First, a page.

>@ Cristian Negroni /Getty Images
© Cristian Negroni /Getty Images

The first part of the 2021-2022 EIB Climate Survey explores people’s views on climate change in a rapidly changing world. The results from this release focus on citizens’ perceptions of climate change and the actions they expect their country to take to combat it. 

  • 74% of Czechs think that climate change and its consequences are the biggest challenge for humanity in the 21st century
  • 66% believe that they are more concerned about the climate emergency than their government
  • 67% feel that climate change has an impact on their everyday lives
  • 54% think the country will fail in drastically reducing its carbon emissions by 2050, as pledged in the Paris Agreement
  • 59% are in favour of stricter government measures that impose changes on people’s behaviour
  • 66% would welcome a tax on products and services that contribute most to global warming
  • 85% say they want to replace short-distance flights by fast, low-polluting trains in collaboration with neighbouring countries

74% of Czech people think that climate change and its consequences are the biggest challenge for humanity in the 21st century. While this figure is always high, it differs across different demographic categories: from 69% for Czech men to 78% for Czech women, from 82% for 15-29 year-old respondents to 67% for respondents older than 65, and from 77% for low-income earners to 71% for high-income earners.

The vast majority of Czech people (67%) feel that climate change has an impact on their everyday lives (below the European average of 77%).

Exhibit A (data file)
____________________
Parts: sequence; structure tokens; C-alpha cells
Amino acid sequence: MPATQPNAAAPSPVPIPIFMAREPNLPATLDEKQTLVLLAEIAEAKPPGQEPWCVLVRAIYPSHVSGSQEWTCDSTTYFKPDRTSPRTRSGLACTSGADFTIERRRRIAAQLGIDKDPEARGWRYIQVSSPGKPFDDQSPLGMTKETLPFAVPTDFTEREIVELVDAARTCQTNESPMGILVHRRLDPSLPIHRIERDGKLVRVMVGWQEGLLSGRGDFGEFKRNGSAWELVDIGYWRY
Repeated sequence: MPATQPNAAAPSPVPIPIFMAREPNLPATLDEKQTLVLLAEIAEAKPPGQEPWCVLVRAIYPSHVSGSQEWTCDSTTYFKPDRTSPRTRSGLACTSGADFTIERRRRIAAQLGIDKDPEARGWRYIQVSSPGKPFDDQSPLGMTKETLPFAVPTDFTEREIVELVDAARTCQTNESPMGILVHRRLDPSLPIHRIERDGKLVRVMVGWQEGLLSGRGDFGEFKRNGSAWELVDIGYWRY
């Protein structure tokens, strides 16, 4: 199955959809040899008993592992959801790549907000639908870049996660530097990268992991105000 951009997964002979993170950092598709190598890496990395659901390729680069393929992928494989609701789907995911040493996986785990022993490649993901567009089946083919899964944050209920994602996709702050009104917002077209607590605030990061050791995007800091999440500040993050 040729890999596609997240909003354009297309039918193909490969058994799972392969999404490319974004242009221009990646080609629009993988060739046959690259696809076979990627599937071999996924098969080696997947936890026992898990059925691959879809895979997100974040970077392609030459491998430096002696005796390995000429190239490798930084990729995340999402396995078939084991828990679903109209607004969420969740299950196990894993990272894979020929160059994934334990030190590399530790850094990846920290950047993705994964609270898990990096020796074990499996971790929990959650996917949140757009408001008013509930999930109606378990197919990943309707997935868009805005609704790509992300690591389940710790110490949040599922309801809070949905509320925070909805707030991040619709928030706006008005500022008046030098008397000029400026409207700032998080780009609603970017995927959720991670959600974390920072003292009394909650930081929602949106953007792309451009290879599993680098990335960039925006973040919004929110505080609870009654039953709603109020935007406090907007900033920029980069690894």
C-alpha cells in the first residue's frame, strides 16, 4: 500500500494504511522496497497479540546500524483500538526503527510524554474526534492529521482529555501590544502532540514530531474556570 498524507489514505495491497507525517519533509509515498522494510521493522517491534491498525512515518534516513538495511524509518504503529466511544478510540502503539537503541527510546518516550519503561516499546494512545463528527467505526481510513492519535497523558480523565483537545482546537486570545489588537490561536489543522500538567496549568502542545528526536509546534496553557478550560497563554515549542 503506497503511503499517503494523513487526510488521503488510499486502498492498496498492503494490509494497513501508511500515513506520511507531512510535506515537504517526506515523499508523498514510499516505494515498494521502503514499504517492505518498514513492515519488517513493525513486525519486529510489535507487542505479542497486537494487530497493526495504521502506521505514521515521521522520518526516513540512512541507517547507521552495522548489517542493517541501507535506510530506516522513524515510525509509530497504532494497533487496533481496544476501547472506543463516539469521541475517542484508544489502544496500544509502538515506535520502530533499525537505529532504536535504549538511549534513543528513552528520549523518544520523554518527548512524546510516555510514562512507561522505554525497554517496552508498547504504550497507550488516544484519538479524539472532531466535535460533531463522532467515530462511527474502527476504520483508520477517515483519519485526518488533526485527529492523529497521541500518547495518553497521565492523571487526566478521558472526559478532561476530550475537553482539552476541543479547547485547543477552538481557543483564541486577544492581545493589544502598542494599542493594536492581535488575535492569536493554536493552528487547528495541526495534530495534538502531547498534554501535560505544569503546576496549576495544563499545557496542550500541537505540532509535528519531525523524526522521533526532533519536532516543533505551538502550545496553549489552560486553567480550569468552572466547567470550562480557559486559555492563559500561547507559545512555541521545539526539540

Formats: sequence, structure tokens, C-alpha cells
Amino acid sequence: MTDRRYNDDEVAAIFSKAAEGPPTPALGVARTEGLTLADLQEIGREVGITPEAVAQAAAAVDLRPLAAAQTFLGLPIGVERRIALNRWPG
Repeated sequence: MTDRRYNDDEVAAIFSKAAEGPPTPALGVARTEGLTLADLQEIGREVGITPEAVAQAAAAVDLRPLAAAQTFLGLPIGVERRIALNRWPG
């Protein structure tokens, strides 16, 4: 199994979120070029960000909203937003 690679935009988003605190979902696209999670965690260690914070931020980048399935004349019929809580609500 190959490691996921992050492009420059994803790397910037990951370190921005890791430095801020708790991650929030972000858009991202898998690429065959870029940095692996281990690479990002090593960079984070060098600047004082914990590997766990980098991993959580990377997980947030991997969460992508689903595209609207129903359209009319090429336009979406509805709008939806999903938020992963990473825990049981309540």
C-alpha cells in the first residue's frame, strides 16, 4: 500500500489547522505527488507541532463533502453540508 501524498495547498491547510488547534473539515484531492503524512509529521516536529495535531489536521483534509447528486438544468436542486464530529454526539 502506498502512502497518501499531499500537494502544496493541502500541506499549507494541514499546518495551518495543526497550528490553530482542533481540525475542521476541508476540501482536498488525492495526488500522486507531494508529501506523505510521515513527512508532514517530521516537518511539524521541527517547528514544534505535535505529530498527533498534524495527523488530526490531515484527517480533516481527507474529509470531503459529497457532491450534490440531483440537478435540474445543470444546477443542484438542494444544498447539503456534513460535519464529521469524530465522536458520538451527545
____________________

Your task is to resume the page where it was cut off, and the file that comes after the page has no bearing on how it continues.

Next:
These are some of the results from the first release of the 2021-2022 Climate Survey published on 27 October by the European Investment Bank (EIB). The EIB is the lending arm of the European Union and the world’s largest multilateral lender for climate action projects.

Perception of the climate crisis: The country’s fight against climate change

The vast majority of Czech people (67%) feel that climate change has an impact on their everyday lives. While this is particularly marked among 15-29 year-olds (71%), this figure drops 11 points (60%) for people older than 64. Income levels have little impact on respondents’ answers: 65% of high-income earners and 70% of low-income earners say that climate change has an impact on their everyday lives.

66% believe that they are more concerned about the climate emergency than their government. Therefore, they are fairly sceptical regarding their country’s capability to undergo an ambitious green transition. Only 46% think that the Czech Republic will succeed in drastically reducing its carbon emissions by 2050, as pledged in the Paris Agreement. The majority (54%) think that the Czech Republic will fail to meet its reduced carbon emission targets.